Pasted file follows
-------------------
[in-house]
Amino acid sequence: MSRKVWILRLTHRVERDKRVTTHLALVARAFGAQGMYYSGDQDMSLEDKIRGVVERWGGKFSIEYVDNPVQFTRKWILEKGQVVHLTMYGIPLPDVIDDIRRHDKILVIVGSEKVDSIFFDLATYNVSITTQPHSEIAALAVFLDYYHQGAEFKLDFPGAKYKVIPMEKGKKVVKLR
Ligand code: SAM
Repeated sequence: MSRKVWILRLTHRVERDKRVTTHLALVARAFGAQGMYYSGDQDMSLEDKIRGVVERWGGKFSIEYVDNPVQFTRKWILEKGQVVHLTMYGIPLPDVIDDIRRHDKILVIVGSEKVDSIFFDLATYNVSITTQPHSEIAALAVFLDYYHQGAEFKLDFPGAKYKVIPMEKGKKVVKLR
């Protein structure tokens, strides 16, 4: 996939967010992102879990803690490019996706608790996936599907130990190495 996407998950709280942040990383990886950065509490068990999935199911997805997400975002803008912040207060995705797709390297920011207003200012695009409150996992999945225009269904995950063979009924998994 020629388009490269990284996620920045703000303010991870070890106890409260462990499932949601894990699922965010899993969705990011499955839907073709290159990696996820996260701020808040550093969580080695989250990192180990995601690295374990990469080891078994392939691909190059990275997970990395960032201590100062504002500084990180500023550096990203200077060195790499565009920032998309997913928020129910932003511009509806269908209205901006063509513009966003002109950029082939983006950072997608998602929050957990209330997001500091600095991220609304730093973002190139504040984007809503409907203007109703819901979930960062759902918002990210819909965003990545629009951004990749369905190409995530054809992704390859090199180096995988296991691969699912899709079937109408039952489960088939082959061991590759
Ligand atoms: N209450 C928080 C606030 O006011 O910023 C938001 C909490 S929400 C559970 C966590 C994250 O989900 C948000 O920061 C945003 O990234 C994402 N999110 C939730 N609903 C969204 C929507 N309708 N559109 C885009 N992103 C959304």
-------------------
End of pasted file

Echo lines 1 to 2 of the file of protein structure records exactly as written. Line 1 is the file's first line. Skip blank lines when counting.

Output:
[in-house]
Amino acid sequence: MSRKVWILRLTHRVERDKRVTTHLALVARAFGAQGMYYSGDQDMSLEDKIRGVVERWGGKFSIEYVDNPVQFTRKWILEKGQVVHLTMYGIPLPDVIDDIRRHDKILVIVGSEKVDSIFFDLATYNVSITTQPHSEIAALAVFLDYYHQGAEFKLDFPGAKYKVIPMEKGKKVVKLR